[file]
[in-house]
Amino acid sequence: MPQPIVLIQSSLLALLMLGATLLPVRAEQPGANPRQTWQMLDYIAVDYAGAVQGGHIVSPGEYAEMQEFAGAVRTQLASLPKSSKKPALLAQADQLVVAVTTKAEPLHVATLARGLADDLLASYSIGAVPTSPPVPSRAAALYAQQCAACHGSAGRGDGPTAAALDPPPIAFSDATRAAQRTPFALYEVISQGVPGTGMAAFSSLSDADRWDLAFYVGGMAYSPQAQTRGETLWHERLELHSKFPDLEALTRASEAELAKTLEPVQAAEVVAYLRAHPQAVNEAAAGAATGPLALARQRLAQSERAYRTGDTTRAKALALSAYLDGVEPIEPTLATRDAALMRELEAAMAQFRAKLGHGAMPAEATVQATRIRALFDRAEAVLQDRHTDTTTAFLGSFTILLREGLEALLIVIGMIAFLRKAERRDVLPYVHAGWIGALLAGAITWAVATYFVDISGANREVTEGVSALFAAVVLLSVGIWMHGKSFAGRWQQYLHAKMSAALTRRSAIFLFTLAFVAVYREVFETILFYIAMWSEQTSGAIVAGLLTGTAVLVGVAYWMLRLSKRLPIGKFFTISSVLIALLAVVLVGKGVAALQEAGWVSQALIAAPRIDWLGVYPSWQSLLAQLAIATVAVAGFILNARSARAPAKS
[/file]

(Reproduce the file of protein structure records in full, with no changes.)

[in-house]
Amino acid sequence: MPQPIVLIQSSLLALLMLGATLLPVRAEQPGANPRQTWQMLDYIAVDYAGAVQGGHIVSPGEYAEMQEFAGAVRTQLASLPKSSKKPALLAQADQLVVAVTTKAEPLHVATLARGLADDLLASYSIGAVPTSPPVPSRAAALYAQQCAACHGSAGRGDGPTAAALDPPPIAFSDATRAAQRTPFALYEVISQGVPGTGMAAFSSLSDADRWDLAFYVGGMAYSPQAQTRGETLWHERLELHSKFPDLEALTRASEAELAKTLEPVQAAEVVAYLRAHPQAVNEAAAGAATGPLALARQRLAQSERAYRTGDTTRAKALALSAYLDGVEPIEPTLATRDAALMRELEAAMAQFRAKLGHGAMPAEATVQATRIRALFDRAEAVLQDRHTDTTTAFLGSFTILLREGLEALLIVIGMIAFLRKAERRDVLPYVHAGWIGALLAGAITWAVATYFVDISGANREVTEGVSALFAAVVLLSVGIWMHGKSFAGRWQQYLHAKMSAALTRRSAIFLFTLAFVAVYREVFETILFYIAMWSEQTSGAIVAGLLTGTAVLVGVAYWMLRLSKRLPIGKFFTISSVLIALLAVVLVGKGVAALQEAGWVSQALIAAPRIDWLGVYPSWQSLLAQLAIATVAVAGFILNARSARAPAKS